Bartoletta: I’ve been writing for a long time. I think my first creative writing class was in the fifth grade and I got a lot of high marks and entered into contests for my writing. I became an even better writer after I became a voracious reader. The more I read, the better I became as a writer. And my writing style, the timing comes from me being a fledging poet for several years. I used to write a lot of poetry and the thing that I love about poetry the most was the timing of the line and how the same line spoken with a different word emphasized can mean something totally different. That helps me understand the importance of spacing because when you’re reading, it’s up to the reader to interpret. Right? And so I use spacing and those things visually to guide the reader toward the feeling that I’m feeling while still leaving it open for their own interpretation.
T&FN: And now you’re doing speaking tours.
Bartoletta: It’s one of those situations where I just felt like it was time, but I also am a perfectionist and I don’t feel like I’m ready [laughs]; I have to just jump into the fire. I know how to have these discussions and how to break them down practically for younger athletes to understand and I know that I absolutely love talking this over with athletes, so I figured it was just time. I just feel really comfortable and most alive when I’m in front of people talking about this subject and it’s a sport that I love and I have passion for it. So it’s like, I want to be in the trenches with you, trying to figure out how to get from point A to point B. I love that. I think it caught everybody by surprise because I went from not having been home 7 years to suddenly I’m going to be home and doing community events and mixers and clinics. I’m looking forward to it.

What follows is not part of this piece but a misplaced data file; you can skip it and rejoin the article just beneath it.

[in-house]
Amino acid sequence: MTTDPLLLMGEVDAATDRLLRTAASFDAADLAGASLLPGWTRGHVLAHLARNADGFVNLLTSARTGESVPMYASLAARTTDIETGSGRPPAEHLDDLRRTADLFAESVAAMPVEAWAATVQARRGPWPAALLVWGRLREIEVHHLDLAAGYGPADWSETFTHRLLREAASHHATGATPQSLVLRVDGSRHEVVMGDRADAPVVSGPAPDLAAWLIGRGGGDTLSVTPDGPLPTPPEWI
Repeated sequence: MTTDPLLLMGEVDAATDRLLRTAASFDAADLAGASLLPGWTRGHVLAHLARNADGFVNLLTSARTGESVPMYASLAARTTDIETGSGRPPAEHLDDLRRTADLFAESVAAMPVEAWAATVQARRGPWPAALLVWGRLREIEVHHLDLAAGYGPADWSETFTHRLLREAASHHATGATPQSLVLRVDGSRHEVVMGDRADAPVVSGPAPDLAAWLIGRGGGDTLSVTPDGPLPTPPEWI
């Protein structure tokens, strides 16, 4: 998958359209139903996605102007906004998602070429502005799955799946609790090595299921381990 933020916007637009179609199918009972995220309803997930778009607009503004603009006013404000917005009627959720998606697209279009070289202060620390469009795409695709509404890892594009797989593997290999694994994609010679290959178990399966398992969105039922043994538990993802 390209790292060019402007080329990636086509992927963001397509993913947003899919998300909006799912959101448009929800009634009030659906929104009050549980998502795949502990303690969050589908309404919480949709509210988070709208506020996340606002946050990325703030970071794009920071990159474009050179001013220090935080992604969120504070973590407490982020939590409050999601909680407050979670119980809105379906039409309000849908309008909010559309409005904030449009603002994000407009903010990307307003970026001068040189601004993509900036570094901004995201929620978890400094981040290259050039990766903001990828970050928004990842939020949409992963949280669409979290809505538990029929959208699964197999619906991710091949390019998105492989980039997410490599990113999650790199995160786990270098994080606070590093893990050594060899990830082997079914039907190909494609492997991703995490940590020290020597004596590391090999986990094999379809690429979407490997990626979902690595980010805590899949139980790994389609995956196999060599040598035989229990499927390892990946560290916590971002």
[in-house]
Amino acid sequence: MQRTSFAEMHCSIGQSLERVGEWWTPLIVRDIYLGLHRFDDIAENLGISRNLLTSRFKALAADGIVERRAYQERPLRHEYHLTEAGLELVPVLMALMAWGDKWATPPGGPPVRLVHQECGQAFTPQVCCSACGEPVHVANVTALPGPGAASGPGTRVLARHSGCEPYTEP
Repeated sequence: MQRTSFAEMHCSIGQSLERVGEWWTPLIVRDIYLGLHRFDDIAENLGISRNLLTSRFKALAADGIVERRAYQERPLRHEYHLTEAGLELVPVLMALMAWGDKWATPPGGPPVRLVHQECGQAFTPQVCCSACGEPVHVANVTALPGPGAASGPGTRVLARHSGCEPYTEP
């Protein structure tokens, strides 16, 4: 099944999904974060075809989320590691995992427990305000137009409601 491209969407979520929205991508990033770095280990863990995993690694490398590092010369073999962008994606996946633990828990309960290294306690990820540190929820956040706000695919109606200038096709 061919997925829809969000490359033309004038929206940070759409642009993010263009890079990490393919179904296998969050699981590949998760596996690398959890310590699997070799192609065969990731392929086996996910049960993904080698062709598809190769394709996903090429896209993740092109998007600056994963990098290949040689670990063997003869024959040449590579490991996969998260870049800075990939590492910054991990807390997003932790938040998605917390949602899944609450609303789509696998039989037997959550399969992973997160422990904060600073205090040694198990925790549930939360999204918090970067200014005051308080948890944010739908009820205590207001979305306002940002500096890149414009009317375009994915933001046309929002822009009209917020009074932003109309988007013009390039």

T&FN: With all that you’ve got going on, are you finding any time to train these days?
Bartoletta: Yeah, I do train. Just actually started so I’m in what I call “pre-pre” season. Because of the schedule for this upcoming track season, I don’t really have to start training until a lot later than I usually do, so that’s why I’m taking advantage of this time to kind of get out there because once I really, really start training, I’ll be less available and then after this year it’s an Olympic year and I might be even less available. So that’s why the time is now. I hope people take advantage of my openness right now because I might not be able to spend myself this way later.
T&FN: In your latest blog post, it mentioned the carnage of your divorce proceedings and the toll it took on you. In this sport, we’re often very guilty of pretending that our heroes are athletes 100% of the time, but real life is out there and you’ve gone through more than your share. How difficult has that made it for you to focus on athletics?